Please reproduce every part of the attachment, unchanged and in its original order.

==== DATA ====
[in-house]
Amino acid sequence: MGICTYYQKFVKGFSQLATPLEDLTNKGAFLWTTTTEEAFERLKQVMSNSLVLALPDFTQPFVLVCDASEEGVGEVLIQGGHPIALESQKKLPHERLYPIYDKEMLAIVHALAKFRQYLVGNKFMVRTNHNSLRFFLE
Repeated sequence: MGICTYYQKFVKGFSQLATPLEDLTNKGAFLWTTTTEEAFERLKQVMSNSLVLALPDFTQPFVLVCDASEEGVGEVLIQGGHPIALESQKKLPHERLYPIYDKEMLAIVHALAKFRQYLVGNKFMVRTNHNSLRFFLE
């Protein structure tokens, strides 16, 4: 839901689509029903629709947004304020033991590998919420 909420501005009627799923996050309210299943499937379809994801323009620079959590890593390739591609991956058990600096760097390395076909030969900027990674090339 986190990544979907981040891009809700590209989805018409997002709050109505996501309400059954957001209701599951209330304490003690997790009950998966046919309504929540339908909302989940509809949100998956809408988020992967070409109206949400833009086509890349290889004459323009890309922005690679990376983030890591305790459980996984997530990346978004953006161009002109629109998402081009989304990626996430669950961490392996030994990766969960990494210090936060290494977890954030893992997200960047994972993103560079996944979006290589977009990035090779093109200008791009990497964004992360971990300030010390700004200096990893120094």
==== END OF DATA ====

[in-house]
Amino acid sequence: MGICTYYQKFVKGFSQLATPLEDLTNKGAFLWTTTTEEAFERLKQVMSNSLVLALPDFTQPFVLVCDASEEGVGEVLIQGGHPIALESQKKLPHERLYPIYDKEMLAIVHALAKFRQYLVGNKFMVRTNHNSLRFFLE
Repeated sequence: MGICTYYQKFVKGFSQLATPLEDLTNKGAFLWTTTTEEAFERLKQVMSNSLVLALPDFTQPFVLVCDASEEGVGEVLIQGGHPIALESQKKLPHERLYPIYDKEMLAIVHALAKFRQYLVGNKFMVRTNHNSLRFFLE
């Protein structure tokens, strides 16, 4: 839901689509029903629709947004304020033991590998919420 909420501005009627799923996050309210299943499937379809994801323009620079959590890593390739591609991956058990600096760097390395076909030969900027990674090339 986190990544979907981040891009809700590209989805018409997002709050109505996501309400059954957001209701599951209330304490003690997790009950998966046919309504929540339908909302989940509809949100998956809408988020992967070409109206949400833009086509890349290889004459323009890309922005690679990376983030890591305790459980996984997530990346978004953006161009002109629109998402081009989304990626996430669950961490392996030994990766969960990494210090936060290494977890954030893992997200960047994972993103560079996944979006290589977009990035090779093109200008791009990497964004992360971990300030010390700004200096990893120094």